So it’s not just small businesses who struggle with this, really what we found is almost every business of any size struggles with the Excel spreadsheets when they attempt to do any kind of detailed budgeting, forecasting, or other analysis. So we’ve simplified that in a way that you don’t have to do that at all. We’re going to pull the data from your QuickBooks file, we’re going to create these reports whether it’s a one year budget or a three year forecast, whatever you need. As Steve said, that’s going to be dependent on the external users. Is it a bank that needs the information or is it for your internal reporting? We’re going to create the reports in a way that’s useful for your business. You want to add anything to that, Steve?

Steve Moskowitz:
Yeah, one of the things that you were talking about, that is the financial equivalent of the $0.39 part that brings down the multi-billion dollar rocket that is so important. And you think big companies, they all do things perfectly. They do a lot of good things, but you have a situation like this where it’s costing them billions of dollars because they’re doing something by hand. And the worst part is, and I know that from the CPA background, is when you have to make a change. One change on one financial statement can cause a whole bunch of changes in other financials.

And if something doesn’t get changed that can be harmful. It can be harmful because it can lose you money, or the bank could accuse you of giving them a wrong or dirty word, fraudulent financial statement, or maybe cause you not to get the loan you deserve, all kinds of problems that can be so easily avoided by doing what Cliff and I are talking about. And when you need this information just pressing a button, and when you need to change something, there’s almost always changes. The bank says, well we’re interested in you but what about if this? And what about if that? And how about so and so? You can easily and quickly make the changes. It also shows the bank that you’re large and in charge of your business and [inaudible 00:39:49] beneficial.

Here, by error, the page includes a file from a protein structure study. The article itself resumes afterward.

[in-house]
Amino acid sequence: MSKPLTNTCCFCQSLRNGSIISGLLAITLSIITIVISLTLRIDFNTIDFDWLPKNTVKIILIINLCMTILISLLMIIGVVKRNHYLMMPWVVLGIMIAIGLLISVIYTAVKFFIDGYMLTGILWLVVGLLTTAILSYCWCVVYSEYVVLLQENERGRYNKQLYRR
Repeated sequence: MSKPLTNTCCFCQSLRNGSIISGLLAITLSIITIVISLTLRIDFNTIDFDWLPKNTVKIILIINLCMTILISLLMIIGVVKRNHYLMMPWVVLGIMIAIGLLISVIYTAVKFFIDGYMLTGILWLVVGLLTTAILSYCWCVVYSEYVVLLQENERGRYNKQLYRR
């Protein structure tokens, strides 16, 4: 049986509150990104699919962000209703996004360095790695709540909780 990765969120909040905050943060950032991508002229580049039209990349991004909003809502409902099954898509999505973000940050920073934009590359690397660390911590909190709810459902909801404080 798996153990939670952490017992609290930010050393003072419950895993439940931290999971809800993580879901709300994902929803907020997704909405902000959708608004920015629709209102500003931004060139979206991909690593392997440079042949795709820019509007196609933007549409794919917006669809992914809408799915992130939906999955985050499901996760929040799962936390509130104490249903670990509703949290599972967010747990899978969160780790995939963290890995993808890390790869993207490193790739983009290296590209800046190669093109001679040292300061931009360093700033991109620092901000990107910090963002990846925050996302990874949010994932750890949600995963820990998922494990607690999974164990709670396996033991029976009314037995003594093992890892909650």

Cliff Capdevielle:
Thanks Steve. And in May we turn our attention to the big picture, strategic business review. And while we’re not going to run your business, we do work with many, many small businesses and we have that experience, Steve’s been doing this over 35 years. So if you’re a contractor, or restaurant, or you’re running a medical practice, we can talk to you about the strategy, the big picture. What are the big picture goals? How do you intend to implement those in the long run? Who are your key people? How are you going to use them in the years going forward?

Steve Moskowitz:
And although we’re certainly not running your business for you, here’s something that comes up all the time. A client will have a particular problem and say Cliff or Steve, have you ever come across this before? And when you say yes, this is a common problem. And more importantly is, is there a solution for it? Well yes, we’ve had other clients that have that same problem, and when they did X it solved the problem. That is so beneficial because when you’re running a small business you don’t really have the resources to call on and say, well how are other people handling this? You don’t have to reinvent the wheel if most people or a majority of people have pretty much the same problems. And when you have solutions that work for other companies that say, well look that comes up all the time, here’s how to handle it. That’s a, first of all it’s a comfort, and secondly you have a solution that’s been proven and tested by others. You don’t have to worry is it going to work or not, there’s a track record.

Cliff Capdevielle:
Exactly. And in June we’re at midyear, so we’re going to take a look at how the operating plan is working. You launched it in January, does it still make sense? Do you need to make adjustments? We’re going to review all the KPIs and other metrics. We’re also going to look at tax planning and tax compliance at midyear. Are all of your estimates current? Are all your formalities, the corporate formalities, are those all in place? Your regular meetings, your minutes, et cetera, look at all that at midyear.

Steve Moskowitz: